A volume with 16 rare Scottish chapbooks (AB.1.215.52) has been added to our collections. 15 of them were printed in Kilmarnock and one in Ayr. Among the chapbooks are four unrecorded printings (nos 3, 6, 7 and 12 in the volume). All items in this volume contain versions of popular ballads and songs of the early 19th century.
Chapbooks were the poor people’s reading material from the 17th to the 19th centuries. They covered all sorts of subjects, from poems and songs to sermons and news. But chapbooks are also interesting because of the woodcuts used on title pages. They were often generic so that they could be reused for all sorts of different chapbooks. In this volume, the same woodcut of a sailing ship appears on two chapbooks.
Occasionally, a woodcut image is only vaguely if at all related to the story or poem it illustrates. There is a nice example in this copy. The title gives the name of one of the songs as ‘Allan’s love to the farmer daughter’, and the illustration shows a zebra! I assume this was as close a picture to a farm animal the printer had.
Find out more about chapbooks and the Library’s most important collection of chapbooks, the Lauriston Castle Collection.
We have recently acquired an exciting Scottish novel: The letters of Zariora and Randale (AB.1.215.58), printed in Edinburgh in 1814, is not recorded anywhere. The author’s name does not appear in the printed text, but there is some information about him. A contemporary handwritten note in this copy states: ‘Written by John Hood of Stoneridge A.D. 1813′, which is a reference to Stainrigg House near Coldstream in the Scottish Borders. John Hood (1795-1878), the Scottish author of the novel, was a local landowner.
The letters of Zariora and Randale is an epistolary novel, which means the plot unfolds in a series of letters. It looks as if the novel was a youthful literary experiment by the 18-year-old Hood. He presumably had to pay for the printing himself.
Set in contemporary Spain, the novel is a a moral tale about the dangers of excessive passion, in this case a Scotsman’s doomed love for a young woman called Maria. The Scot, referred to as ‘Chevalier Charles Randale’, lives in Spain and writes to his friend Mr. Zariora of his love for Maria, the daughter of the Baron Lariana. When she suddenly dies he is overcome with grief and Zariora visits him in Spain, reporting his adventures to another friend called Kalthander. The novel closes with Zariora writing to Kalthander that his friend Randale refuses to leave the home of his dead lover to return to Scotland.
Interestingly, this copy appears to have been censored: some lines have been ruled out to the point of illegibility on the title page, and a number of words throughout the text have been carefully removed by scraping away the surface of the paper. Pages 29-30 are also missing from this copy.
We have been fortunate to purchase an unrecorded Glasgow printing from 1688 (AP.1.215.14). The work consists of only 24 pages stitched together without a protective cover. The printers of this Glasgow edition, James and Matthew Robertson, were two of the principal chapbook printers in Scotland from 1782 onwards. They also published children’s books.
The first recorded printing of the work was in Edinburgh in 1663. This was followed by four more editions printed in Newcastle and Edinburgh in the second half of the 18th century. Later still, Sir Walter Scott recorded hearing the verses in his youth in Edinburgh. He said they were sung by an old person wandering through the streets.
The work itself is a Scottish verse romance called Roswal and Lillian. The tale appears to be medieval in origin, and concerns Roswal, a prince of Naples who is forced into exile by his father, but who eventually finds love in his new home and marries the king’s daughter Lillian.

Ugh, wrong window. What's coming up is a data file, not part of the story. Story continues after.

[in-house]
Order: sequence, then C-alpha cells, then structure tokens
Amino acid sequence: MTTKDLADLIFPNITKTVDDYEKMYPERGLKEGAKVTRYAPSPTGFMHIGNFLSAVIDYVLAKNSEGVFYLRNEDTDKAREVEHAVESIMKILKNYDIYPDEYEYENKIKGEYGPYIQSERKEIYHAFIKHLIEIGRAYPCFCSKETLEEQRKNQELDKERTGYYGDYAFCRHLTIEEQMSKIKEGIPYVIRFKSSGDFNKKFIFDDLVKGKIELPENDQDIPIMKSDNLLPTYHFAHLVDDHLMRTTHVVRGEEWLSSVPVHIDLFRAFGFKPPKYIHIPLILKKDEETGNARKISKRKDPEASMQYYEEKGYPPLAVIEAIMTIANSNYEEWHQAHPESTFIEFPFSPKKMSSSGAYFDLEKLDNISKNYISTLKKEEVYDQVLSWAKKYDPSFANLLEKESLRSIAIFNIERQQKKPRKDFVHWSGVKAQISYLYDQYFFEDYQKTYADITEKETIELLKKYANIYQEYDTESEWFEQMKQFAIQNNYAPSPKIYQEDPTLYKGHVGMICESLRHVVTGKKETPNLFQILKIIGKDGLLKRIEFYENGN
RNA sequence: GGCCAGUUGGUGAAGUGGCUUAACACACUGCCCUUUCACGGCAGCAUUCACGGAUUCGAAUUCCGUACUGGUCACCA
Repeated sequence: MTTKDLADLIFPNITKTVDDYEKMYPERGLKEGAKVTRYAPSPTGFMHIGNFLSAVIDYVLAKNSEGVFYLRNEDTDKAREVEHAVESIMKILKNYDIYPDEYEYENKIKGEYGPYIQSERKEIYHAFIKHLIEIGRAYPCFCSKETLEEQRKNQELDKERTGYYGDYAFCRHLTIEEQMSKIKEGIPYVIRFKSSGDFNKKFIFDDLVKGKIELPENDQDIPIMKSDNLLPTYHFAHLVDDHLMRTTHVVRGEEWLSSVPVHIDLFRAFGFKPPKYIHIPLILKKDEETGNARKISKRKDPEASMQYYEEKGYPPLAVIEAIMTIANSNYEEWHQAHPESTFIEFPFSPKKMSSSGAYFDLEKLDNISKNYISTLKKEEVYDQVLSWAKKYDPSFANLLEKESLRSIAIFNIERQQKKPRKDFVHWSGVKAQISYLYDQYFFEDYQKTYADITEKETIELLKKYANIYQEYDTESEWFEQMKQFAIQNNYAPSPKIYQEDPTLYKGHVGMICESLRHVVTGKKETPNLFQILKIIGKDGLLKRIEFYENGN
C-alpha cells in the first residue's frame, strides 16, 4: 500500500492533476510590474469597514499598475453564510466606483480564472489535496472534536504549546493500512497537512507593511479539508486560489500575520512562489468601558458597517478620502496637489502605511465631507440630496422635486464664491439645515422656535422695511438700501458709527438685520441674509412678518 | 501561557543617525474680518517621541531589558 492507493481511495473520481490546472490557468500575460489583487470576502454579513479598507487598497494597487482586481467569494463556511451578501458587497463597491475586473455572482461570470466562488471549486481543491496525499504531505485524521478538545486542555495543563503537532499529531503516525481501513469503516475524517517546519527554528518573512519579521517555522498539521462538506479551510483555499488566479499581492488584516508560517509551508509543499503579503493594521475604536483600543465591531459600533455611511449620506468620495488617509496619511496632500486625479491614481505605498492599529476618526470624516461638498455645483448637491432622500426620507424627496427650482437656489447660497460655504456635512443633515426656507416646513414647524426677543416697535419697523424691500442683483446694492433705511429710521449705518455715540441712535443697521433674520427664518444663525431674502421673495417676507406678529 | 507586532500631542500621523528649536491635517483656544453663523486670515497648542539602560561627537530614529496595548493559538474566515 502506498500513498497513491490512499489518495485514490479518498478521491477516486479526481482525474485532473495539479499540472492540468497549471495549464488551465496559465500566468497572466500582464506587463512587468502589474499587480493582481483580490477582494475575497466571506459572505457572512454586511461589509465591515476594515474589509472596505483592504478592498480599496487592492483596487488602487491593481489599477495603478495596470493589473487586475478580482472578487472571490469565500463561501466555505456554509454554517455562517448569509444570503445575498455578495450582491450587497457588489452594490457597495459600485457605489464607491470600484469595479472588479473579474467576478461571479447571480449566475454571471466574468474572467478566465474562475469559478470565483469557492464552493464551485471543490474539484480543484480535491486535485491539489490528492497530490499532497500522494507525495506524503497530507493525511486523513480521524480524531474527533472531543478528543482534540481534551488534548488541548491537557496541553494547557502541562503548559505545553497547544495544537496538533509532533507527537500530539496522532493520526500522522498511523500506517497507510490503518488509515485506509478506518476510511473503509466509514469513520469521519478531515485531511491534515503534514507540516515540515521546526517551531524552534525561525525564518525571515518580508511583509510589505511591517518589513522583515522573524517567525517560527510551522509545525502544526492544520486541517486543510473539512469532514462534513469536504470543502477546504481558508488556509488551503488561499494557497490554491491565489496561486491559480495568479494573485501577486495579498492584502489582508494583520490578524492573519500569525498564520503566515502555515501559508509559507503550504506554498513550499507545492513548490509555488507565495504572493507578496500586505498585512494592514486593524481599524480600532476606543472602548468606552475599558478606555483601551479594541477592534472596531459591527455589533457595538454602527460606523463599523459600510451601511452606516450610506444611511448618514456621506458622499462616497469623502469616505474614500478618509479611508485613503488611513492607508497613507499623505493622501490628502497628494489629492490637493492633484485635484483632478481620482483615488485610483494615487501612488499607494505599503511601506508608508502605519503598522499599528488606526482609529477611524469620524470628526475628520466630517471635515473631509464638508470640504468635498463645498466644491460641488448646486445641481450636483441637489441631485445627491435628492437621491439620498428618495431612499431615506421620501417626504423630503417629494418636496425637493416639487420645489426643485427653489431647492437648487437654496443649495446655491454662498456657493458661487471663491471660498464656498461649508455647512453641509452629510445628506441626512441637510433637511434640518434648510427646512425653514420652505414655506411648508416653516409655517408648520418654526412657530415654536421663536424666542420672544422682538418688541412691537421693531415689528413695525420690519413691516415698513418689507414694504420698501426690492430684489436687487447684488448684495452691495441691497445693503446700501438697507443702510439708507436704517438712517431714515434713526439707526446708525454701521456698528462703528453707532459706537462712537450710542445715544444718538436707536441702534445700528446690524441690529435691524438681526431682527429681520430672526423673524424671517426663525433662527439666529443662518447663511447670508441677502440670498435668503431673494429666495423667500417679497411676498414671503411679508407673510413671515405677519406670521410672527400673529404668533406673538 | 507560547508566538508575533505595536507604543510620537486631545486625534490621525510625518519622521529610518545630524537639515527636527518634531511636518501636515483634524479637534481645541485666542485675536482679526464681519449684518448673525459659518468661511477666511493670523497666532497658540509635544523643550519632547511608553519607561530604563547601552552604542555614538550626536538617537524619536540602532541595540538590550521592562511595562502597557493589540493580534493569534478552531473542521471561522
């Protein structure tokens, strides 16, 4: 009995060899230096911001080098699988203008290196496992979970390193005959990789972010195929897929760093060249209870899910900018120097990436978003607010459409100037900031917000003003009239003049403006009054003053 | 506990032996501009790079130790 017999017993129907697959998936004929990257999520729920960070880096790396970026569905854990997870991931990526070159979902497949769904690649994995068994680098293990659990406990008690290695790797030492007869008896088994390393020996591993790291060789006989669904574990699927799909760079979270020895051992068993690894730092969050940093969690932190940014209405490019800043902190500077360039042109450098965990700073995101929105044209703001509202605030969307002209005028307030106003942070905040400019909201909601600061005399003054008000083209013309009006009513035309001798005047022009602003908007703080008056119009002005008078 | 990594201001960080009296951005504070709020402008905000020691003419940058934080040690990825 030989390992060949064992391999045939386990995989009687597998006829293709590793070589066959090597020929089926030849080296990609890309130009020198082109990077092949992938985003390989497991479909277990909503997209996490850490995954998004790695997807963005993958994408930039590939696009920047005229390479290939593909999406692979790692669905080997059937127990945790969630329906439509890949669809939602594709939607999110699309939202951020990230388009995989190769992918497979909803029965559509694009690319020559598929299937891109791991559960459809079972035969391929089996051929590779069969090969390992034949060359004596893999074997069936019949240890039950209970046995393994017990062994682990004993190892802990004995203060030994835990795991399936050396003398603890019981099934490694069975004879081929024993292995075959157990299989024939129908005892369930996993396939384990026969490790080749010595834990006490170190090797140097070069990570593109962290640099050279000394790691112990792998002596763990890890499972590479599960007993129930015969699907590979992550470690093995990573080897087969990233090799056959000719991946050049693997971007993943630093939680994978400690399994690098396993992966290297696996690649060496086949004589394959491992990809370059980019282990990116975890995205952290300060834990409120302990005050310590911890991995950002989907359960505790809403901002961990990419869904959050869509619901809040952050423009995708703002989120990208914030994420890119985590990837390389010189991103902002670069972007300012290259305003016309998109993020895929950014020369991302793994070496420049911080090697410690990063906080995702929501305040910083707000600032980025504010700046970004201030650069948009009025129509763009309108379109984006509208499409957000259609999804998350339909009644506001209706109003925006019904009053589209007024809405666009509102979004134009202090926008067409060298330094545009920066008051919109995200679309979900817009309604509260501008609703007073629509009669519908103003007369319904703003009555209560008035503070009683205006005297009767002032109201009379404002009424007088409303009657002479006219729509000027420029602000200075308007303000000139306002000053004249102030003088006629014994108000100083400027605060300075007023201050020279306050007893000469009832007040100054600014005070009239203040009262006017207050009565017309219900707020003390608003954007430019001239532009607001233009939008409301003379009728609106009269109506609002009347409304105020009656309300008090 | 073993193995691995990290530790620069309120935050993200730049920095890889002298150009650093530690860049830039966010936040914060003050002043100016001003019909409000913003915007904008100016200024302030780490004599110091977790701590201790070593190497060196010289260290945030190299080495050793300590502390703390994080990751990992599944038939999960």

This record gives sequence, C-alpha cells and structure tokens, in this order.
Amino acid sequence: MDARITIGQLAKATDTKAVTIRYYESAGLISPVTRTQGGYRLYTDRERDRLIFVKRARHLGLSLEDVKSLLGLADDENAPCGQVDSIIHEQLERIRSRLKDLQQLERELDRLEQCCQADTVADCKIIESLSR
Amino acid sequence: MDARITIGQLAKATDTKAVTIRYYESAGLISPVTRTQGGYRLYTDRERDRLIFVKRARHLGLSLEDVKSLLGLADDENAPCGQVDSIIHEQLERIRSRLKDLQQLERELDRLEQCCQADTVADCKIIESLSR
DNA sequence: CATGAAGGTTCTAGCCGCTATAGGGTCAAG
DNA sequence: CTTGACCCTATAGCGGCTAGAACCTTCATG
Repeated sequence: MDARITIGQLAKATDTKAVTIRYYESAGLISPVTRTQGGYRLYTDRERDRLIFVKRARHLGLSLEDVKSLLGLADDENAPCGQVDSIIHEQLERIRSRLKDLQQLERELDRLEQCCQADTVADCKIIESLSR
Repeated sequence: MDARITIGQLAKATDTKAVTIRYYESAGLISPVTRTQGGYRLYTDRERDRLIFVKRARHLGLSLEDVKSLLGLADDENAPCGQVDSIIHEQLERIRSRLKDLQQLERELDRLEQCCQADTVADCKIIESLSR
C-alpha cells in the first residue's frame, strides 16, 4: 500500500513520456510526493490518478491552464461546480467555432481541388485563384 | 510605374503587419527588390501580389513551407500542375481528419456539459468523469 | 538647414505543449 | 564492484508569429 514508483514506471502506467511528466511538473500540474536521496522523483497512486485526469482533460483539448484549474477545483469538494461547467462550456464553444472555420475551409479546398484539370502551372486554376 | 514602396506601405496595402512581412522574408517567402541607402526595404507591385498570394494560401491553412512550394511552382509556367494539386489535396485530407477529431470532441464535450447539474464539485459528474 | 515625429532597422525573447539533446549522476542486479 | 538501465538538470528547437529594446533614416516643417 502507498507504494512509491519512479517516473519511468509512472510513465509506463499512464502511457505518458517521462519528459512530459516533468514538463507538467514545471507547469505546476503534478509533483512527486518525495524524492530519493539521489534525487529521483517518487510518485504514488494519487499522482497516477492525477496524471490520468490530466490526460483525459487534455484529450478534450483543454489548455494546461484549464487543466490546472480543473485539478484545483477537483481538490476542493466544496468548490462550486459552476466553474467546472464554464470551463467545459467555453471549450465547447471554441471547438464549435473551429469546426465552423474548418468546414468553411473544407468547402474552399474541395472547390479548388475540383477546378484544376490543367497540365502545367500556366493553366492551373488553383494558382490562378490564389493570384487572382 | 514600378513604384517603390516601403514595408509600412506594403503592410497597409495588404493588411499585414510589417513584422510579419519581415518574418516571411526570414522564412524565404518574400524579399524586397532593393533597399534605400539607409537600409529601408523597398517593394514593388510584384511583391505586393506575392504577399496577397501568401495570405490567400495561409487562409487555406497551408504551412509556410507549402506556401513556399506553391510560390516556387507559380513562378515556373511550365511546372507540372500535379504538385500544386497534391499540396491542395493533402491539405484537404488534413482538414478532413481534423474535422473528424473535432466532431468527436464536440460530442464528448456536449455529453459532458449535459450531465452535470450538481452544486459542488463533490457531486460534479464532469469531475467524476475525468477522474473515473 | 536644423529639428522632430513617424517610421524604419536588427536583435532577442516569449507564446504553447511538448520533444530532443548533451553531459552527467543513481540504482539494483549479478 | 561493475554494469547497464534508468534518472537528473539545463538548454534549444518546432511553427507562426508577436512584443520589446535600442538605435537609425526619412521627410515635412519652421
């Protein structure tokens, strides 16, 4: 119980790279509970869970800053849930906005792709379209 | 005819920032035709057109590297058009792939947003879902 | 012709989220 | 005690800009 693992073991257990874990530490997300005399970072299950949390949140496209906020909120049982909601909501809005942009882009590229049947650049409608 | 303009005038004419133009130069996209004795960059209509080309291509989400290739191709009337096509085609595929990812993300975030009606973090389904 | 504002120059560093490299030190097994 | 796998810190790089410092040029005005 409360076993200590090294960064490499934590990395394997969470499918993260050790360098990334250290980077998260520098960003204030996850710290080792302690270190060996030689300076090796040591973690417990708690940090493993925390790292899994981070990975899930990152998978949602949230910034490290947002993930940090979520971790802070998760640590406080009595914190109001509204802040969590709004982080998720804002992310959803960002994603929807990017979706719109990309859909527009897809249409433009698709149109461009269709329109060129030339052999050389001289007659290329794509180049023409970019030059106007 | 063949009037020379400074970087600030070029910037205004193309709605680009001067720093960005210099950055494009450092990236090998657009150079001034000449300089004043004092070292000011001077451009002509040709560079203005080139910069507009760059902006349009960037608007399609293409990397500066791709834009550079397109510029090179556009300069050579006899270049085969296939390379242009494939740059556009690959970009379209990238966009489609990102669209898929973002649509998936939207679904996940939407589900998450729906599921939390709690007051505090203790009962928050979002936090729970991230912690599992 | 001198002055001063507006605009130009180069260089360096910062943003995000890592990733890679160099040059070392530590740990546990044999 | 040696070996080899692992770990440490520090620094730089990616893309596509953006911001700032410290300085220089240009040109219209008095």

To find out more about printing in Scotland, have a look at The Spread of Scottish Prining and at the Scottish Book Trade Index.
We have recently bought a very rare Gothic novel, Die eiserne Maske or ‘The iron mask’ (AB.1.215.67). The reason why we acquired it is signalled in the subtitle Eine schottische Geschichte, ‘A Scottish tale‘. Ours is a copy the first (and only contemporary) edition. It was published in Leipzig in 1792.
The author of this tale was a Berlin schoolmaster, Friedrich Rambach (1767–1826). Writing under the pseudonym of Ottakar Sturm, Rambach was “a prolific writer of medieval adventures and horror stories and plays” according to the Oxford Companion to German Literature.
Among his pupils was the 18 year old Ludwig Tieck (1773-1853), who later found fame as a poet and translator, and as one of the founders of the Romantic movement in German literature. Tieck contributed at two Ossianic poems and more than a chapter of text to the novel.
The novel itself is inspired by Friedrich Schiller’s drama The Robbers, which was first published in 1781. Rambach transplants the action to the medieval Scottish Highlands. The characters are all given Ossianic names such as Dunkan, Malwina, Carno, Toskar, Linuf and Dunchomar, and the author revels in bleak and chilling imagery and depictions of the barren landscape of the Highlands.
The frontispiece engraving on the left gives you a very vivid impression of the ferocious action of the novel!
Although Die eiserne Maske proved enormously popular and was reprinted as recently as in 1984, it has never appeared in English translation.
We have added a rather unimpressive looking pamphlet to our collections. The distillery of Scotland a national benefit (AB.2.215.06) was published in Aberdeen in 1755 and is in the form of two letters to a friend. The anonymous author discusses whisky production of in Scotland in relation to its annual use of 50,000 bolls of barley. He also looks at the production of other alcoholic spirits in England, Europe and the colonies, analysing the costs of the ingredients and profit margins of exports and imports.
Our letter writer argues that cheap imports of foreign spirits are harming the production of locally-produced whisky, which is suffering from high levels of taxation. Tax on spirits had been raised in particular after the Act of Union of 1707, and the imposition of an English malt tax in 1725.
I have no doubt that the author’s concerns stem from the fact that in Scotland there were very few licensed distilleries prepared to pay the taxes, but hundreds of illicit stills supplying the domestic market.
Find out more about the Union of Parliaments on our Rare Books Collections pages.
We have just purchased a the rare German-language translation of Elizabeth Helme’s novel St. Clair of the Isles; or, The outlaws of Barra (AB.1.215.69-70). The only other surviving copy of the German edition is recorded in the USA! This adventure story was first published in English in 1803, and the German version appeared in 1811.